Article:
ABC reporter Leigh Sales is rethinking staying away from politicians’ personal lives following revelations of sexual violence in Parliament.
Speaking to the Sydney Media Club on Wednesday, Sales said she had been doing a lot of “soul-searching” on the issue in recent weeks: “Have I been educated in, and almost brainwashed, into a system that has protected powerful men at the expense of women … like their wives, or their staffers?”
It begs the question: in a post-Me Too era, when politicians’ poor behaviour — especially to young female staffers — is being called out more and more, what right to privacy do politicians have?
Who benefits from a curated private life?
It’s now routine for politicians to put their private lives on display to appeal to voters — but they do it on their own terms, posting carefully curated images on social media.
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Catharine Lumby, a professor in media and ethics at Sydney University, says this has led to an expectation of greater transparency.
“People have a right to their private lives, but we now live in a society where the private and the public are very blurred,” she told Crikey. “[Now] when people vote they expect to know more about who they’re voting for as a human.”
Blair Williams, a research fellow at the Australian National University’s Global Institute for Women’s Leadership, points out there’s also an important gender split here. While the prime minister wheeling his wife and children into the spotlight has led to a positive “daggy dad” persona, women’s choices are often scrutinised.
“Male politicians use their families to be more relatable to the electorate to help their image,” Williams said.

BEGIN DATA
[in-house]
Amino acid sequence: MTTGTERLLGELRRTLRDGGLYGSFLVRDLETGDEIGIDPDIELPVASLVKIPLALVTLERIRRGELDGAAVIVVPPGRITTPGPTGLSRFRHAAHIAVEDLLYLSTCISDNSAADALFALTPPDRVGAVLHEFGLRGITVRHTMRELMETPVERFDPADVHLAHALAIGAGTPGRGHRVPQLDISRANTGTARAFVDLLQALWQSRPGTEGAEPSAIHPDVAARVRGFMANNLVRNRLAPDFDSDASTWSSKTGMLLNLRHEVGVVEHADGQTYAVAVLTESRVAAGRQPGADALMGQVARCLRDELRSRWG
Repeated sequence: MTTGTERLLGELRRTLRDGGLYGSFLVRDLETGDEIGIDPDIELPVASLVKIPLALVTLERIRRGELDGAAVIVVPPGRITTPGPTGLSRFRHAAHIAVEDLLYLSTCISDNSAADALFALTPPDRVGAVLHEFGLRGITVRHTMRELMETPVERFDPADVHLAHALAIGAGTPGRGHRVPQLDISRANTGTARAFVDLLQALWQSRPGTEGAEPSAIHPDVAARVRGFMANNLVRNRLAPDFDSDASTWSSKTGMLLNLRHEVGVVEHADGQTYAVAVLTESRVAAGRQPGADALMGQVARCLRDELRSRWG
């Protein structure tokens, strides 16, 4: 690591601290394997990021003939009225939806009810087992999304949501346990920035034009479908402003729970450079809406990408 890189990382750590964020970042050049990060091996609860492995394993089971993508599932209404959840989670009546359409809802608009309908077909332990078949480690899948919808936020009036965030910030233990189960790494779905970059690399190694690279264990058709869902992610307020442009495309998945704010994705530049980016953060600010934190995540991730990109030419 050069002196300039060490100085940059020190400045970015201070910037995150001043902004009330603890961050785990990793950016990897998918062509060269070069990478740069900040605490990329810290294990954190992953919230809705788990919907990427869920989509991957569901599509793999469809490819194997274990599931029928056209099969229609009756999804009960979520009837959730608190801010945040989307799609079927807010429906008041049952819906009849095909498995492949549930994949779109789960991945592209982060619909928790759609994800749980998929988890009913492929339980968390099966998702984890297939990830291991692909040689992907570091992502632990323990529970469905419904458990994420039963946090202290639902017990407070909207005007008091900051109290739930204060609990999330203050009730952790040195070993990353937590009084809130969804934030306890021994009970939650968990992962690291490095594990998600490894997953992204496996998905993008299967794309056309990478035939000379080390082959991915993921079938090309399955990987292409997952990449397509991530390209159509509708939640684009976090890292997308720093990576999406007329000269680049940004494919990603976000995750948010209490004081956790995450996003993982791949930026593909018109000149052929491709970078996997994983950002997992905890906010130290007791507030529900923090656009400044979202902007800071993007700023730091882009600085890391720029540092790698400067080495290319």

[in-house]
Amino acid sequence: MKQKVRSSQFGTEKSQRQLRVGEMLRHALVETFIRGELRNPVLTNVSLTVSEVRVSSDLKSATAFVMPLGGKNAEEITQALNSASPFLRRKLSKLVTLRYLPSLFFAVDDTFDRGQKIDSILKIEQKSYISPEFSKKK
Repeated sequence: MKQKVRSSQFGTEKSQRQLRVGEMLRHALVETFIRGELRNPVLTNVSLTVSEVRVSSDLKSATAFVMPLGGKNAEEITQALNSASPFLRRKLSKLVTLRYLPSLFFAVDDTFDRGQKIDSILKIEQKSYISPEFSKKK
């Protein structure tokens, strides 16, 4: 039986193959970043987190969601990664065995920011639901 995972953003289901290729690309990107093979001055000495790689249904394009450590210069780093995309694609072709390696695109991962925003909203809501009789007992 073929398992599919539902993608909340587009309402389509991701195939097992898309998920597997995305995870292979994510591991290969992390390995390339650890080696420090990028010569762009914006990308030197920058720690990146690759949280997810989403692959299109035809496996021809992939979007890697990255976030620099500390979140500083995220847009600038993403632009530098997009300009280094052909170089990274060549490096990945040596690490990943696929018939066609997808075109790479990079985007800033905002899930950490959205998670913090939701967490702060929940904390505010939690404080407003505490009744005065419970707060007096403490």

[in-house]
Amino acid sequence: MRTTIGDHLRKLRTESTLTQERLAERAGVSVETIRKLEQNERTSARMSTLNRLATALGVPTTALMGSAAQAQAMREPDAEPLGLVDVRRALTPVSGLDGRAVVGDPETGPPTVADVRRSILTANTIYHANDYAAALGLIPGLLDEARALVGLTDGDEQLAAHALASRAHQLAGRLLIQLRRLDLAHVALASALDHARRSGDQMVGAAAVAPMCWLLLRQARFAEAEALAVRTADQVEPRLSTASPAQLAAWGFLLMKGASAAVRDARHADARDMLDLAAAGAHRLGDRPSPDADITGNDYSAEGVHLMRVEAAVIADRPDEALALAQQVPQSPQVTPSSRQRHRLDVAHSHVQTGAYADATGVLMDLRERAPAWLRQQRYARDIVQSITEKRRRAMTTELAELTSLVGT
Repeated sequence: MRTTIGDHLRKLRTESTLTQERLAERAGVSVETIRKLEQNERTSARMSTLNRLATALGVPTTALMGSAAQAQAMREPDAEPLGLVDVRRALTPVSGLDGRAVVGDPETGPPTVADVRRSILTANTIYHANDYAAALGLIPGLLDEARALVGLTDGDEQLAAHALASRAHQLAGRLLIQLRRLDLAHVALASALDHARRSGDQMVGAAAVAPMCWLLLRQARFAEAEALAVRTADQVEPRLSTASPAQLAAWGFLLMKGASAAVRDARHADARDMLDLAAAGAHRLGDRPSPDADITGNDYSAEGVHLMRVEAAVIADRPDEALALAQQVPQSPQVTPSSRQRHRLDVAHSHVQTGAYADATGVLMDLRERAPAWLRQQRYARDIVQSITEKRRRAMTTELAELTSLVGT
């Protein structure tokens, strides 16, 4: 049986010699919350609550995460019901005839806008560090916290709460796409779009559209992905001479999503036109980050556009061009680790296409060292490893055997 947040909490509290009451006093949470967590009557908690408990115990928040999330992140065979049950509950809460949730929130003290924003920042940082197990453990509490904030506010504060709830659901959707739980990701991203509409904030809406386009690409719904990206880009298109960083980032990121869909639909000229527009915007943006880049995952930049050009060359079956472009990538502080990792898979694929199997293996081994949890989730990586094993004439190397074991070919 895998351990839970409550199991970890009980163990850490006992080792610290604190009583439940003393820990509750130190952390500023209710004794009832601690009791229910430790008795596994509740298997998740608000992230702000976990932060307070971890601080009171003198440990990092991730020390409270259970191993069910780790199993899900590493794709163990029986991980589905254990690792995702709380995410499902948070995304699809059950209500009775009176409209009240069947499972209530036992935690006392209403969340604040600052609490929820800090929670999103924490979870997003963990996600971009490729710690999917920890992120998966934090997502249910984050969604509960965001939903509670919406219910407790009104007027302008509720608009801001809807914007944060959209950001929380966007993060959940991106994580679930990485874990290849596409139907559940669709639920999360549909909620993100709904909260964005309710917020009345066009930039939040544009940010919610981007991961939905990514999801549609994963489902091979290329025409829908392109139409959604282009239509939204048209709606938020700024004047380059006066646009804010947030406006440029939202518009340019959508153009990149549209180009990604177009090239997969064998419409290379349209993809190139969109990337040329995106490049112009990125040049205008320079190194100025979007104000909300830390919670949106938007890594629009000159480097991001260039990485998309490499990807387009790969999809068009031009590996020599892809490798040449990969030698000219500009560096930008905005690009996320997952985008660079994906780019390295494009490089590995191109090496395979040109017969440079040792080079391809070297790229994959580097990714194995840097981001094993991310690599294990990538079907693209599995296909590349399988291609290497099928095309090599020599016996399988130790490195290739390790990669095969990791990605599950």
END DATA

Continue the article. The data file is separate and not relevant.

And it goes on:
“Media coverage on women politicians’ private lives often opens up judgement to their choices and their relationships — whether they don’t have children and therefore can’t relate to their electorate, or whether they should be at home with the kids.”
What’s in the public interest?
If we’re only presented with one side of a politician’s life, is it up to journalists to do some digging to see what’s hidden behind the scenes?
Sexist comments that Attorney-General Christian Porter allegedly made throughout his schooling and early career have repeatedly been brought into the spotlight. And Williams argues that this sort of coverage, while encroaching on the personal sphere, is important to highlight.
“A lot more focus is being put on to comments these politicians have made throughout their lives because it does indicate either how they felt or hopefully how they’ve changed. It’s important for people to know that,” she said.
“It’s important to try to have a gender-equal parliament and a parliament that represents all Australians. How can you have that when there are politicians that have expressed racist or homophobic or misogynistic views?”
Lumby said while she didn’t think affairs between two consenting adults needed to be made public, a pattern of politicians dating younger staffers did.
“That’s in the public interest [because] it’s a form of sexual harassment,” she said.
Even if the staffer is consenting, the thinking goes, the power balance between the pair throws that off.
“That’s where it gets difficult because there can be relationships where there’s an age gap and where it genuinely is consensual, but that’s very different to a man who hits on young women to whom he has a duty of care.”
What does all this mean for Sales’ journalistic dilemma? Perhaps that journalists should keep tabs on politicians’ personal lives — but not necessarily report on them unless there is an obvious power imbalance or patterns of inappropriate behaviour.
Of course, these days, journalists like Sales aren’t the only gatekeepers. Lumby said social media not only blurred the line between private and public but also helped women in calling out unacceptable behaviour.
“In the past, women told their stories in single file to each other, to friends and family, to counsellors and sometimes the police and the courts,” she said.
“Social media has allowed women to find a collective voice.”